New Delhi– Following fresh US sanctions on Iran over its nuclear program that puts the strategic Chabahar port in jeopardy and calls for a complete stop to all Iranian oil exports, India is in touch with all stakeholders in the matter, the External Affairs Ministry said on Thursday.

“We are very closely monitoring the developments and assessing their implications,” ministry spokesperson Raveesh Kumar said in a media briefing here.

“We are in touch with all stakeholders in the matter,” Kumar said.

The sanctions on Tehran that will come into effect in November have jeopardised the Chabahar port project in Iran, being jointly developed by India, Iran and Afghanistan.

The port facilitates access to Afghanistan by bypassing Pakistan and is also a vital link in the International North-South Transport Corridor.

“Chabahar is a very important project for us not only for access to Afghanistan and Central Asia but also for Afghanistan itself for our own developmental assistance and developmental programmes in Afghanistan,” Kumar said.

He said that the matter figured in the discussions during the first ever India-US 2+2 Ministerial Dialogue in New Delhi on September 6 in which External Affairs Minister Sushma Swaraj, Defence Minister Nirmala Sitharaman, US Secretary of State Mike Pompeo and Defence Secretary Jim Mattis participated.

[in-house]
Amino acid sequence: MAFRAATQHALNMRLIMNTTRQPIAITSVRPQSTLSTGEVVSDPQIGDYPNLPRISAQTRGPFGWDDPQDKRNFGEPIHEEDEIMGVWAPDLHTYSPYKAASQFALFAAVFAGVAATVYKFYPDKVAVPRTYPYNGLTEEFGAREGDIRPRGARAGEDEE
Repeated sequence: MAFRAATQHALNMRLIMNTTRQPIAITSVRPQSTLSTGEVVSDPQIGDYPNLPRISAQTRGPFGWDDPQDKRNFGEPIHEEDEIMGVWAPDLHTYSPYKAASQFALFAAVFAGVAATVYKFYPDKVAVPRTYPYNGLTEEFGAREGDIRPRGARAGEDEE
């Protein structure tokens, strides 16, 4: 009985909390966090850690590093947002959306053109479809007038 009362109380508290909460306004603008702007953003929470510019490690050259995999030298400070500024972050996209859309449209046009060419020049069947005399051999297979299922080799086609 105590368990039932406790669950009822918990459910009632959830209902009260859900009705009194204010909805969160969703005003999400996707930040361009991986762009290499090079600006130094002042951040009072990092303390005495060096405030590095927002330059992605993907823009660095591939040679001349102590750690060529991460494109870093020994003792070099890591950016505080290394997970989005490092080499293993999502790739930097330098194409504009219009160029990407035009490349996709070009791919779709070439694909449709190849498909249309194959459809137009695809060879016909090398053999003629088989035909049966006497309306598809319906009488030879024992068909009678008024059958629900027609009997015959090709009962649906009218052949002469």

“I can say that these discussions have led to a better understanding by the US of our objectives, concerns, sensitivities and expectations,” the spokesperson said.

Also, with the new US fresh sanctions, there have been concerns in New Delhi as India is heavily reliant on Iran for crude oil imports.

“We, of course, will continue to work with the United States and other stakeholders to ensure our energy security and also our national interests,” Kumar said.

Earlier this month, briefing the media about the 2+2 Dialogue, a senior US State Department official said that there has been expert-level discussions between India and the US on issues related to crude oil exports from Iran and ways to bring those exports down.

Stating that these conversations are ongoing, Principal Deputy Secretary of State for South and Central Asia Affairs Alice Wells said: “We are working very hard with our partners so that there are no disruptions in the market and adequate supply is available to substitute for Iranian oil.” (IANS)